All PostsInside Skylight Learn about Skylight

Announcing Memory Traces

We've just released a new feature in Skylight that makes it easy to see where your Rails app is allocating memory. With new memory traces, you can reduce bloat and improve the response time of your app.

A big picture icon

Many performance monitoring tools treat requests as though they exist in isolation. Sometimes, though, the things you do in one request can slow down other requests.

Allocating many objects can cause expensive garbage collection sweeps to become more frequent, slowing down the performance of your entire app. Worse, these GC pauses happen seemingly at random, and disconnected from the requests that caused all of the allocations in the first place.

With new memory traces, you can now visualize allocations in an endpoint across thousands or millions of requests.

Gif of Skylight memory traces in action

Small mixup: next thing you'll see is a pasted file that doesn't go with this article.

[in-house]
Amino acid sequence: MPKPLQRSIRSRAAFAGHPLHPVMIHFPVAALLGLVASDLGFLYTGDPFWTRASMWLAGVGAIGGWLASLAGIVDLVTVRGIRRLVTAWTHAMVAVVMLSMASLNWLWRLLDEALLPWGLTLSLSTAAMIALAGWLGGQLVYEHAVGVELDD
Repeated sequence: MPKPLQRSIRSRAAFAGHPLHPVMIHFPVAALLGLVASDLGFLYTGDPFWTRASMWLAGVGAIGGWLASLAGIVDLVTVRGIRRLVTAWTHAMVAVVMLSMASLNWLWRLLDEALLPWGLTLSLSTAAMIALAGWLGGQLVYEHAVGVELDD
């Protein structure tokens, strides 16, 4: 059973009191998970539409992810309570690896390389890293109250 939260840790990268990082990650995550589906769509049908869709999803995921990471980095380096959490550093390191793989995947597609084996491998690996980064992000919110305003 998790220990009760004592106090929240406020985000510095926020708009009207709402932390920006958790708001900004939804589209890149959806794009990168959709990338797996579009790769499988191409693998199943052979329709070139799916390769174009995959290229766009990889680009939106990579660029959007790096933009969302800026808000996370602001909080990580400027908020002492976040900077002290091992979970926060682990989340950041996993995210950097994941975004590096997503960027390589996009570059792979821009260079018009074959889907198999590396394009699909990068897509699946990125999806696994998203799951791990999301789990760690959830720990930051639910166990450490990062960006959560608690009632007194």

Featherweight icon

Best of all, we are able to provide this profiler-level detail with imperceptible overhead, thanks to our new Featherweight agent. We can quickly sample the Ruby stack across all of your requests, each sample taking a fraction of a second. When aggregated together, you can get a detailed look at what part of your app is hogging memory.

To start using memory traces, update the skylight gem to 0.5.1 in your Gemfile and redeploy your app.

Note that allocation information will only be collected using the new agent and requires Ruby 2.1 or later. If you try to view a time period from before upgrading, you'll receive a message letting you know that data isn't available.

So how do you use this feature to make your app faster? First, don't worry about allocations unless either GC time is high, or any given event takes a while. (Remember that Skylight reports GC time at the end of each trace, as illustrated below.)

Garbage collection in the Skylight UI

If GC time is high, then there are a lot of objects being allocated, causing GC pressure. In that case, you want to find the areas of your app that have high allocations and investigate further.

Events with both high duration and a large number of allocations can indicate inefficient Ruby code. It would be a good idea to add some extra instrumentation to track down what is going on.

Could your Rails app be performing better? Sign up for an unlimited, free 30-day trial of Skylight, now with memory traces.


Start your free month or refer a friend and get a $50 credit.